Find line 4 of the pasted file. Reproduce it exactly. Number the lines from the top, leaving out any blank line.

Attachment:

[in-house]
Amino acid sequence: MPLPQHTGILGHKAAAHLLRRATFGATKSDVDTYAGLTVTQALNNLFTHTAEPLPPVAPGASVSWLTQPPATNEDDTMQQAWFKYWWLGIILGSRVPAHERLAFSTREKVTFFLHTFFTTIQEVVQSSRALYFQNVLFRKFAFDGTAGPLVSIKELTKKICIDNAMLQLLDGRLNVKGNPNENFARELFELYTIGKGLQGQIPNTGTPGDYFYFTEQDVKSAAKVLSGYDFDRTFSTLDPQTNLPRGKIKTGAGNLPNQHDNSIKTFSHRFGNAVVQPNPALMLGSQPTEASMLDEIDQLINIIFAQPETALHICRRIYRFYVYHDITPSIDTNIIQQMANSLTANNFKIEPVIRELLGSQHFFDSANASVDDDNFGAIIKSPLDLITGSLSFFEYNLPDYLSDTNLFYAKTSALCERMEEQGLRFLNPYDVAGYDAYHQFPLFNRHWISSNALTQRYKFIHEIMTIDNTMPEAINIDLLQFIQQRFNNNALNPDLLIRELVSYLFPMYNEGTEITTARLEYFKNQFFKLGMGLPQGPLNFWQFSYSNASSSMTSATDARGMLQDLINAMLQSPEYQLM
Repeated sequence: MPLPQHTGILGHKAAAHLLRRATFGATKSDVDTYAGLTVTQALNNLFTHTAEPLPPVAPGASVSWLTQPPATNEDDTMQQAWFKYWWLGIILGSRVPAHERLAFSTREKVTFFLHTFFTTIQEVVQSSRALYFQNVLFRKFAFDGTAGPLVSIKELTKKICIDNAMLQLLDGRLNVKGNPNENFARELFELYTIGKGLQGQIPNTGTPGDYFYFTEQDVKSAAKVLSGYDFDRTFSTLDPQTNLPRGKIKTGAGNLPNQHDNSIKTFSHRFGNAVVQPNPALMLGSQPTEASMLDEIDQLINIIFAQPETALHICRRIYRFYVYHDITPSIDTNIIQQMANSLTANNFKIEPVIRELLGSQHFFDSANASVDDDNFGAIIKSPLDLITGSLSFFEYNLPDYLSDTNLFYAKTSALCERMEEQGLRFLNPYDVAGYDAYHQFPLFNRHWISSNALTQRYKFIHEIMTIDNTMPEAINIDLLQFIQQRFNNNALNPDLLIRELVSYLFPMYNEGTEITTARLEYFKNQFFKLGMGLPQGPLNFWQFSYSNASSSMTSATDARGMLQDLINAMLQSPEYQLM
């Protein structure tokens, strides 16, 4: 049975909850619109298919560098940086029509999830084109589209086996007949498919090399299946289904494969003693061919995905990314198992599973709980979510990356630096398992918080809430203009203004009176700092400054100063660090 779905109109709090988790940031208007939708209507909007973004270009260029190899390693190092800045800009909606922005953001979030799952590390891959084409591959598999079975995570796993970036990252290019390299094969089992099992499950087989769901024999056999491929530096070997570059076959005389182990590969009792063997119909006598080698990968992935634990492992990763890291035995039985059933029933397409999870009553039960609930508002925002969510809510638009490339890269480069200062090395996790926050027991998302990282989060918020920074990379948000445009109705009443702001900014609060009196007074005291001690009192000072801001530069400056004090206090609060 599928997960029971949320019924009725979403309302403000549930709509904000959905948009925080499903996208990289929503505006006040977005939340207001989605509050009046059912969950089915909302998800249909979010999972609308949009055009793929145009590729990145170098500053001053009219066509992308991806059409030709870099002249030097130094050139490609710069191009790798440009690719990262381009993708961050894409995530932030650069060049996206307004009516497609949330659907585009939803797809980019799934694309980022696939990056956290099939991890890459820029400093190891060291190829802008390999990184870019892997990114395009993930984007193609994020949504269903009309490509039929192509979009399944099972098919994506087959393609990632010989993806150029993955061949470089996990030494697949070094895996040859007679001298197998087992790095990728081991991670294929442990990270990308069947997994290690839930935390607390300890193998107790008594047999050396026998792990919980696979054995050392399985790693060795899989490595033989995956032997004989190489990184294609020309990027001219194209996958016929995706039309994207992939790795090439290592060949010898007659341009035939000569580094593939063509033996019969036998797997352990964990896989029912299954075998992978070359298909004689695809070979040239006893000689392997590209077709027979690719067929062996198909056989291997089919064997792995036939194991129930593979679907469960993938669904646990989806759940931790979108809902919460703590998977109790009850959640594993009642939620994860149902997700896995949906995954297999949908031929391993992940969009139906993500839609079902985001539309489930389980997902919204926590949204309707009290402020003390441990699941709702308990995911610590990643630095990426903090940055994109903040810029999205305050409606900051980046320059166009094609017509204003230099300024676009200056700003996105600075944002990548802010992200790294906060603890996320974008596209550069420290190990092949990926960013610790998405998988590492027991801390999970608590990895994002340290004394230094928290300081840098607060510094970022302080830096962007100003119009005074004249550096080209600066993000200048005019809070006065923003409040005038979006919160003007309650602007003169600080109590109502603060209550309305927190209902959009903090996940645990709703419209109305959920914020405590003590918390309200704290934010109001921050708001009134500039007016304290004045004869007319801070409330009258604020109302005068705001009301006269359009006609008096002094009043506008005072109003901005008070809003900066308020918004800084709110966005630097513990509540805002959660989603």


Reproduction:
């Protein structure tokens, strides 16, 4: 049975909850619109298919560098940086029509999830084109589209086996007949498919090399299946289904494969003693061919995905990314198992599973709980979510990356630096398992918080809430203009203004009176700092400054100063660090 779905109109709090988790940031208007939708209507909007973004270009260029190899390693190092800045800009909606922005953001979030799952590390891959084409591959598999079975995570796993970036990252290019390299094969089992099992499950087989769901024999056999491929530096070997570059076959005389182990590969009792063997119909006598080698990968992935634990492992990763890291035995039985059933029933397409999870009553039960609930508002925002969510809510638009490339890269480069200062090395996790926050027991998302990282989060918020920074990379948000445009109705009443702001900014609060009196007074005291001690009192000072801001530069400056004090206090609060 599928997960029971949320019924009725979403309302403000549930709509904000959905948009925080499903996208990289929503505006006040977005939340207001989605509050009046059912969950089915909302998800249909979010999972609308949009055009793929145009590729990145170098500053001053009219066509992308991806059409030709870099002249030097130094050139490609710069191009790798440009690719990262381009993708961050894409995530932030650069060049996206307004009516497609949330659907585009939803797809980019799934694309980022696939990056956290099939991890890459820029400093190891060291190829802008390999990184870019892997990114395009993930984007193609994020949504269903009309490509039929192509979009399944099972098919994506087959393609990632010989993806150029993955061949470089996990030494697949070094895996040859007679001298197998087992790095990728081991991670294929442990990270990308069947997994290690839930935390607390300890193998107790008594047999050396026998792990919980696979054995050392399985790693060795899989490595033989995956032997004989190489990184294609020309990027001219194209996958016929995706039309994207992939790795090439290592060949010898007659341009035939000569580094593939063509033996019969036998797997352990964990896989029912299954075998992978070359298909004689695809070979040239006893000689392997590209077709027979690719067929062996198909056989291997089919064997792995036939194991129930593979679907469960993938669904646990989806759940931790979108809902919460703590998977109790009850959640594993009642939620994860149902997700896995949906995954297999949908031929391993992940969009139906993500839609079902985001539309489930389980997902919204926590949204309707009290402020003390441990699941709702308990995911610590990643630095990426903090940055994109903040810029999205305050409606900051980046320059166009094609017509204003230099300024676009200056700003996105600075944002990548802010992200790294906060603890996320974008596209550069420290190990092949990926960013610790998405998988590492027991801390999970608590990895994002340290004394230094928290300081840098607060510094970022302080830096962007100003119009005074004249550096080209600066993000200048005019809070006065923003409040005038979006919160003007309650602007003169600080109590109502603060209550309305927190209902959009903090996940645990709703419209109305959920914020405590003590918390309200704290934010109001921050708001009134500039007016304290004045004869007319801070409330009258604020109302005068705001009301006269359009006609008096002094009043506008005072109003901005008070809003900066308020918004800084709110966005630097513990509540805002959660989603």